Forty percent of New Zealanders surveyed by Unisys as part of its annual global survey of consumers about their security concerns said they had received social media posts and ads about a topic they talked about aloud when their smart listening device was turned on.
Perhaps surprisingly only half of these were concerned, and 25 percent of those surveyed said the virtual assistant in their smartphone or smart watch had asked them for more information or to repeat themselves – even though they had not turned it on.
Unisys surveyed 1000 New Zealanders in February but reran the survey in March to discover the impact of the Christchurch massacre on citizens’ security concerns. It found the overall impact quite small, ranking it the overall measure of security concerns at 139 out of 300 – almost unchanged from 138 in 2018 — and 143 after Christchurch.
Despite this increase, New Zealand still had the third lowest level of concern of the 13 countries included in the survey, higher only than Germany and the Netherlands.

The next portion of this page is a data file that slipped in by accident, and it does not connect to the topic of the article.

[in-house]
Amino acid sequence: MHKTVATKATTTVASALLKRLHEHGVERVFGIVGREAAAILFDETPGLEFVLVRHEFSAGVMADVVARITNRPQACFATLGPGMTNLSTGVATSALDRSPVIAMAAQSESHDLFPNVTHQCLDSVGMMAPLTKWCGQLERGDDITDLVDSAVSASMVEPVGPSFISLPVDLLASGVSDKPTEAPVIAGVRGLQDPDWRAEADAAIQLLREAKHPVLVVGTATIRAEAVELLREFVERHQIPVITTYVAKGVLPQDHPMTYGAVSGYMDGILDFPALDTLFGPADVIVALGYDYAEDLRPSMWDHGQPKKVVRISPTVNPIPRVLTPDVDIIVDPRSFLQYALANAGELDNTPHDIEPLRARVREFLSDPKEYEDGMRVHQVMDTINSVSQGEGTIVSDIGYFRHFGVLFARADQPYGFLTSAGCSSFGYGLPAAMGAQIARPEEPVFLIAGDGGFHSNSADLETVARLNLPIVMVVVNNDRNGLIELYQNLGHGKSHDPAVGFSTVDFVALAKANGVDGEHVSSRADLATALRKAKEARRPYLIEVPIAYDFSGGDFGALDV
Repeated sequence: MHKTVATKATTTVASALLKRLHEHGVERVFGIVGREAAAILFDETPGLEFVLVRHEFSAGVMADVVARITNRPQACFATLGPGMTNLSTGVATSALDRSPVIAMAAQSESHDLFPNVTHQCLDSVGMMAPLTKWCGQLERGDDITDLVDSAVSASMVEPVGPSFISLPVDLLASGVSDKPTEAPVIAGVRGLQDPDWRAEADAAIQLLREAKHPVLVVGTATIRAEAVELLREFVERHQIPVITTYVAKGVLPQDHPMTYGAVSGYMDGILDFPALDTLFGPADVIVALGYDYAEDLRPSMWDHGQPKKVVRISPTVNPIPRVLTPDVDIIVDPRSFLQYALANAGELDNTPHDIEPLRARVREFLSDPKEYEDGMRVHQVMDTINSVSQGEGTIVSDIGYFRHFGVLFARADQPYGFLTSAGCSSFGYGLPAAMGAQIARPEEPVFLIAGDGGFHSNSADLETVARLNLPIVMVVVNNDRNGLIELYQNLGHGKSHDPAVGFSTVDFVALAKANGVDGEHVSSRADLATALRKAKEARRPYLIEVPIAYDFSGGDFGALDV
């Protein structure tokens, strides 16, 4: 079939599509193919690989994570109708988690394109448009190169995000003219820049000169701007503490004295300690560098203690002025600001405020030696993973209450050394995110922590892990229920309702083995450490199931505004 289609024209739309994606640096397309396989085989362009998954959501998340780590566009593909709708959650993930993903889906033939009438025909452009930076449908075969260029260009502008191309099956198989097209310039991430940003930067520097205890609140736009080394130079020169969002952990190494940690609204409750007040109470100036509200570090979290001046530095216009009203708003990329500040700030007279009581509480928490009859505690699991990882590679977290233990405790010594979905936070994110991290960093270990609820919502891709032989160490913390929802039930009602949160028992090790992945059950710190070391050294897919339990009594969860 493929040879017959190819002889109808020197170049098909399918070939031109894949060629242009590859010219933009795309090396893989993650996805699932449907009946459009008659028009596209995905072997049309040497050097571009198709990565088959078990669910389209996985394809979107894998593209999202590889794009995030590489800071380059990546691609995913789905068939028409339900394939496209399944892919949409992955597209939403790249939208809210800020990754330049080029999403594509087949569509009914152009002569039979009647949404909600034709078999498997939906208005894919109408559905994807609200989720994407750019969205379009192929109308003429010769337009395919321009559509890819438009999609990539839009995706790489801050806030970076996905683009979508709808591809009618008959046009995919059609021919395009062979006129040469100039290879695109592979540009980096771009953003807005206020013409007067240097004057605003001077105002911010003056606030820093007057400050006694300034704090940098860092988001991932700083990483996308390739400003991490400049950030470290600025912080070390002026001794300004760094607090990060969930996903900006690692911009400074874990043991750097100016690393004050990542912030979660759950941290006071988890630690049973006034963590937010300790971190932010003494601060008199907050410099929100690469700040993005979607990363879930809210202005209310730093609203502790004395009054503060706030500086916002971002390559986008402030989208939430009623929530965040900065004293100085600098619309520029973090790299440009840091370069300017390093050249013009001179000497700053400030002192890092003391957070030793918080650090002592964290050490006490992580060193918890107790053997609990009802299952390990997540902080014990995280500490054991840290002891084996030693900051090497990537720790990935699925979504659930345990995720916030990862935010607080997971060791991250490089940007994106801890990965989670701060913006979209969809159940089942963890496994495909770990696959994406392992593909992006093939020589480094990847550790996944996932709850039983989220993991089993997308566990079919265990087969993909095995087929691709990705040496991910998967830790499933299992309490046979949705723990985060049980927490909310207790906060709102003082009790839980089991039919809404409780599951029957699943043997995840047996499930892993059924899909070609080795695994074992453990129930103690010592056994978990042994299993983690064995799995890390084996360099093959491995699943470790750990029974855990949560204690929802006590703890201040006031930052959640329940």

After the attacks Unisys found clear public expectation that social media website operators would do more to identify and prevent malicious activity.
“The vast majority, 80 percent of New Zealanders, believe social media companies are responsible for monitoring and removing inflammatory content, such as hate speech and racist memesm,” it said. “And… 56 percent … agree that police, law enforcement and other government agencies should be able to access and monitor all social media channels to look for disturbing content and malicious activities.’
Twenty eight percent of respondents said they had experienced a data breach in the last year.